Leeks, garlic, onion and chives are all part of the same plant family (for nerds like me, they even share the same genus: allium). A leek looks like a giant green onion. If you've ever picked up a leek you may wonder why it's always so dirty as it has sand and dirt in-between each leaf. This is not because someone forgot to clean them before delivering them to your supermarket or because they grow in a place where someone constantly shovels dirt on them. This problem arises from the very structure of the leek. Unlike the green onions that it resembles, the way the leek grows is different. With the former, the green stalks are like little tubes attached to the white bottom which will grow into a tight bulb. The leek, on the other hand, is not a bulb plant; it is composed of sheaths which grow by pushing upwards from the ground. As a result, the dirt gets in not only between the green leaves but also in-between the layers of the white base.


Most recipes call for using only the white and light green part of the leek, as the dark green part is very fibrous. As a result, it is better to select leeks with longer white stems, rather than stubby short ones. The dark green parts are edible, they simply have to be cooked long enough for them to soften sufficiently. The dark green parts are also extremely flavorful (they are similar to the stalks of green garlic). While the green parts may not be usable if the recipe calls for a quick sauté, they can be used where the method of preparation is long enough for the fibrous leaves to begin to break down, such as a soup. And as a result, the dish will have a much richer flavor.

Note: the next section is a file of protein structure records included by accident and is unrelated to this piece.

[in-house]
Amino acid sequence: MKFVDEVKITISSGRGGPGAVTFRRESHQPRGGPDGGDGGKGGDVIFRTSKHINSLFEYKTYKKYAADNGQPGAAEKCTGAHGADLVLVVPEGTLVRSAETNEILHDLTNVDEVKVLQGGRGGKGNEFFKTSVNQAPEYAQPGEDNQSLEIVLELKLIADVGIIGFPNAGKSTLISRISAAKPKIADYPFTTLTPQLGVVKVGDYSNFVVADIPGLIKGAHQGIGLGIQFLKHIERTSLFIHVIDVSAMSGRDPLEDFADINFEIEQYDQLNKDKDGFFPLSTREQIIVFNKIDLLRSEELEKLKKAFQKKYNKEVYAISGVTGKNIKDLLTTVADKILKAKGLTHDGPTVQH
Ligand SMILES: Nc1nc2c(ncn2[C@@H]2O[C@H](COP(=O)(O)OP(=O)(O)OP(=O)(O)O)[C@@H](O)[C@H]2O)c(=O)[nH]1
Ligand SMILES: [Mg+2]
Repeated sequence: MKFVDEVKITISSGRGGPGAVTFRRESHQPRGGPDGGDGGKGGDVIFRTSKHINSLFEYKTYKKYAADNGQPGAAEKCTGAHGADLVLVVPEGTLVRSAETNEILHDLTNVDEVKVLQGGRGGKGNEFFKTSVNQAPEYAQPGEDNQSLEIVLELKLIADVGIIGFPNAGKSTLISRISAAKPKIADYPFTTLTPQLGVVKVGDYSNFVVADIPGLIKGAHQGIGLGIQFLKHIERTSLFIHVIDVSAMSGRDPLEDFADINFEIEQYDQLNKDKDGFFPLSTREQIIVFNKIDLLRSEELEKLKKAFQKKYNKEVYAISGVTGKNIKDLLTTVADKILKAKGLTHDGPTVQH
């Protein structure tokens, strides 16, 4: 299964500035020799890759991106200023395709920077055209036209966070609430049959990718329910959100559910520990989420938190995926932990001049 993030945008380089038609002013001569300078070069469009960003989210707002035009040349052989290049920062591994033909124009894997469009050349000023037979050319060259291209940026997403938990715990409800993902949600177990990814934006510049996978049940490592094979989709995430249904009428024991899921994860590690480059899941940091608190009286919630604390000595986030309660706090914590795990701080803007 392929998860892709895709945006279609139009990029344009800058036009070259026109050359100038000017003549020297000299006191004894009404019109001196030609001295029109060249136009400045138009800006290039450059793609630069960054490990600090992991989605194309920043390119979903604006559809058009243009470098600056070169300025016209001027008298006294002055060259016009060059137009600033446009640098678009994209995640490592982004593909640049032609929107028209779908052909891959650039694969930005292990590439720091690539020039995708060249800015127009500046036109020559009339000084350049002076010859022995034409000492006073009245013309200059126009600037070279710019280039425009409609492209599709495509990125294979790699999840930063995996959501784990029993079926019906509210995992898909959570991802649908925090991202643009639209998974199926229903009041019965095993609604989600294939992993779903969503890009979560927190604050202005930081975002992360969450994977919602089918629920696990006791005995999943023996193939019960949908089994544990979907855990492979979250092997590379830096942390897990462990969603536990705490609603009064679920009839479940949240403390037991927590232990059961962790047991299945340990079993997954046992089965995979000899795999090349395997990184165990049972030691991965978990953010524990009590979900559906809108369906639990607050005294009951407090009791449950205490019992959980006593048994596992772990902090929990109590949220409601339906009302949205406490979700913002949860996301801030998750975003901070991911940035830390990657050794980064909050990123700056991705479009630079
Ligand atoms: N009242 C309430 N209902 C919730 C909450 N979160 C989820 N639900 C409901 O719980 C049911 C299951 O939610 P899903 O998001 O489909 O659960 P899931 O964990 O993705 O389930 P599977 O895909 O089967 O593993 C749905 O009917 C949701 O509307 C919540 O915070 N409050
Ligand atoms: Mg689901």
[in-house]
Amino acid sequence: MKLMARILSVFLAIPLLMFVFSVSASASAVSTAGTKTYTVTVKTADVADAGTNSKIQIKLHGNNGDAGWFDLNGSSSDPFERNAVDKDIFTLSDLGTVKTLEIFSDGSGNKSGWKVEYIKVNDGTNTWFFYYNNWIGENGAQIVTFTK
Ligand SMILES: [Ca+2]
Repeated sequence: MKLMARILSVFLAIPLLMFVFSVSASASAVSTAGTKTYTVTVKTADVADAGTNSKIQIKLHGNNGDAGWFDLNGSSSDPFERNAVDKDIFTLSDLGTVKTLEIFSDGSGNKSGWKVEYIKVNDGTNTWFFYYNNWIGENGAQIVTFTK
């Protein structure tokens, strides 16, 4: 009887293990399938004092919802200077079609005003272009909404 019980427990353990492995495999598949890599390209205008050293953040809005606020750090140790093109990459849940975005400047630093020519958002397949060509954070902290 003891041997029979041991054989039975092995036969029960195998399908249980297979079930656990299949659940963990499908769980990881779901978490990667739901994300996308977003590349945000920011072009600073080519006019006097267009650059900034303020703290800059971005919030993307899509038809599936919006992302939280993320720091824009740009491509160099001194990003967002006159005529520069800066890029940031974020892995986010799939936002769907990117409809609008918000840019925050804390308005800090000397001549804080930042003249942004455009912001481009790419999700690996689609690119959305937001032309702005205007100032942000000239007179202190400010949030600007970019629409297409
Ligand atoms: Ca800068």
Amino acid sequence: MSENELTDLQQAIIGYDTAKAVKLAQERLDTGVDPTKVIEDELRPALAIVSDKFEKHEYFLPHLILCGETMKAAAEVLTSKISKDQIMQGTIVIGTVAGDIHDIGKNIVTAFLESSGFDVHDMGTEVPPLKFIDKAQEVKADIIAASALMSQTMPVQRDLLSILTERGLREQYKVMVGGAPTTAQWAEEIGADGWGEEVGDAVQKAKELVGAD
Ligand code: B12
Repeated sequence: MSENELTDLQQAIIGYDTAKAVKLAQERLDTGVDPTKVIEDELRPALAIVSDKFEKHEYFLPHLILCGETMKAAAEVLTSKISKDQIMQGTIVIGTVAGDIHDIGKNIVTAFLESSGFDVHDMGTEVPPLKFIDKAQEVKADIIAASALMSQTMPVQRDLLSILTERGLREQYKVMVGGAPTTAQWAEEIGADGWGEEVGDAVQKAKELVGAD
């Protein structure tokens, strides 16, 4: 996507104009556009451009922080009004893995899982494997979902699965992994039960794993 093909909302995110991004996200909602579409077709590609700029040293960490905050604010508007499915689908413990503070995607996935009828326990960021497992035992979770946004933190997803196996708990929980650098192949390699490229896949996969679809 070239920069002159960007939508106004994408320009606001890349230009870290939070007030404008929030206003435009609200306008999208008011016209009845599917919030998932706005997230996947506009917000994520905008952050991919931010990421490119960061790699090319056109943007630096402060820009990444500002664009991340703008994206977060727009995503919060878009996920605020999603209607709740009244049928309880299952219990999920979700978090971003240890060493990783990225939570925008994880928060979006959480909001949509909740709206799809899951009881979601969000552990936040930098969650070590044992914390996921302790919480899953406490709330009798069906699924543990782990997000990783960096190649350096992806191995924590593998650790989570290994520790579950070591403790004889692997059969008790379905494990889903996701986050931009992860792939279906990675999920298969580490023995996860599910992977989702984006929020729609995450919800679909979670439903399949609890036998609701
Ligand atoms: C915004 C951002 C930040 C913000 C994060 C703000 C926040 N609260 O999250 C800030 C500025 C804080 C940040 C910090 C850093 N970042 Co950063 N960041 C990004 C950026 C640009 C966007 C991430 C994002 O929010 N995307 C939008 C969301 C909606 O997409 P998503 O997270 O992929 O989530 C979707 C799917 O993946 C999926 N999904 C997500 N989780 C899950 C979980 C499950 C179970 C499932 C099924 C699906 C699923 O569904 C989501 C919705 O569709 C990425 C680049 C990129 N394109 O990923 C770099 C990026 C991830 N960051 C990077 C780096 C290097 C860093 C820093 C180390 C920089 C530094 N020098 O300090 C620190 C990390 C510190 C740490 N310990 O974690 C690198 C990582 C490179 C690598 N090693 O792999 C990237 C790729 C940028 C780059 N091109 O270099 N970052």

To prepare the leeks, first chop off the root end. Then cut off the dark green section right where the leaves begin to separate, and either discard it if not using, or set it aside.  


Slice the white base lengthwise in half, or even quarters if the stem is very fat.


As you can see, there is dirt hiding right in-between the leaves, thus it is impossible to wash it away by simply rinsing a whole leek under a stream of water.


After you've sliced the leek in half, there are two ways to clean it, depending on individual preferences. You can simply rinse out each base half under a stream of cold water, helping to separate the layers with your fingers to wash away the dirt. This is my preferred method since I don't like chopping dirty vegetables (I'm not alone, Alton Brown describes it as nails on a chalk board in this video).


The second way to clean a leek is first to slice the white base in half, as with the previous method. Then, without rinsing, slice each part into half-circles, about 1/4 to 1/2 inch wide (or whatever the size your recipe calls for).


Fill a large bowl with cold water and place the chopped leeks in it. Swirl them around with your hand to help separate the dirt from the leeks (the dirt will sink to the bottom). Then carefully transfer the leeks into a colander placed over another bowl to dry.


In either case, if you are also using the green leaves which you've previously chopped off, discard the outermost leaves, trim off about an inch off the top, then rinse and chop them.

Now that your leeks are all clean and chopped, you are ready to cook them. Leeks are great in soups, sautéed, or they can be used raw in salads in a similar way to an onion. You can try this recipe for rutabaga and zucchini soup which uses leeks, a version of the vichyssoisse with beets, or you can come back for a leek and cabbage soup recipe which will be posted tomorrow.